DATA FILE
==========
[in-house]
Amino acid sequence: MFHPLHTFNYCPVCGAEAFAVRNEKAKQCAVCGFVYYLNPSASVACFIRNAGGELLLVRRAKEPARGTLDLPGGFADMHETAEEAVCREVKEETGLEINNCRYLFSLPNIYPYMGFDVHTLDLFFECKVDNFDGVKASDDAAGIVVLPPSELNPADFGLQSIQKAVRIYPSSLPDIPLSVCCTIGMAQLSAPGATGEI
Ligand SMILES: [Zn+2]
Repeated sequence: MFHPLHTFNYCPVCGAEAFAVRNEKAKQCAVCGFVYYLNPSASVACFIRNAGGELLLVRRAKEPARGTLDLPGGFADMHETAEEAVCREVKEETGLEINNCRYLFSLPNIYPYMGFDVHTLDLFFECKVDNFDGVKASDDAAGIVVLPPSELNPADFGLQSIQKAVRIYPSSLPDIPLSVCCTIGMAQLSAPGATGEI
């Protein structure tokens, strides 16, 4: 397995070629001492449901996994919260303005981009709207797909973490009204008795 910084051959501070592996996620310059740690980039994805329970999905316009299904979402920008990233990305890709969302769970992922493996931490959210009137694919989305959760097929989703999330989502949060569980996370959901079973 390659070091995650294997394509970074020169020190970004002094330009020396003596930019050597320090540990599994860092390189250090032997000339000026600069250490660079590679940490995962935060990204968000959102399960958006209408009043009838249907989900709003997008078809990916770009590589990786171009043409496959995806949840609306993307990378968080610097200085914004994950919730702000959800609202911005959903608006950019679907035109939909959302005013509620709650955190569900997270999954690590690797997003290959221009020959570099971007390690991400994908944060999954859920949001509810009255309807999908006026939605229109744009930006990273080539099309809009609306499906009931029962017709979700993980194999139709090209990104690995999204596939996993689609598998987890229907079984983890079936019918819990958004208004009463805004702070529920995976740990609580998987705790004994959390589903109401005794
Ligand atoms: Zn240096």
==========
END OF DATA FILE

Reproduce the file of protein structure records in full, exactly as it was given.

[in-house]
Amino acid sequence: MFHPLHTFNYCPVCGAEAFAVRNEKAKQCAVCGFVYYLNPSASVACFIRNAGGELLLVRRAKEPARGTLDLPGGFADMHETAEEAVCREVKEETGLEINNCRYLFSLPNIYPYMGFDVHTLDLFFECKVDNFDGVKASDDAAGIVVLPPSELNPADFGLQSIQKAVRIYPSSLPDIPLSVCCTIGMAQLSAPGATGEI
Ligand SMILES: [Zn+2]
Repeated sequence: MFHPLHTFNYCPVCGAEAFAVRNEKAKQCAVCGFVYYLNPSASVACFIRNAGGELLLVRRAKEPARGTLDLPGGFADMHETAEEAVCREVKEETGLEINNCRYLFSLPNIYPYMGFDVHTLDLFFECKVDNFDGVKASDDAAGIVVLPPSELNPADFGLQSIQKAVRIYPSSLPDIPLSVCCTIGMAQLSAPGATGEI
């Protein structure tokens, strides 16, 4: 397995070629001492449901996994919260303005981009709207797909973490009204008795 910084051959501070592996996620310059740690980039994805329970999905316009299904979402920008990233990305890709969302769970992922493996931490959210009137694919989305959760097929989703999330989502949060569980996370959901079973 390659070091995650294997394509970074020169020190970004002094330009020396003596930019050597320090540990599994860092390189250090032997000339000026600069250490660079590679940490995962935060990204968000959102399960958006209408009043009838249907989900709003997008078809990916770009590589990786171009043409496959995806949840609306993307990378968080610097200085914004994950919730702000959800609202911005959903608006950019679907035109939909959302005013509620709650955190569900997270999954690590690797997003290959221009020959570099971007390690991400994908944060999954859920949001509810009255309807999908006026939605229109744009930006990273080539099309809009609306499906009931029962017709979700993980194999139709090209990104690995999204596939996993689609598998987890229907079984983890079936019918819990958004208004009463805004702070529920995976740990609580998987705790004994959390589903109401005794
Ligand atoms: Zn240096």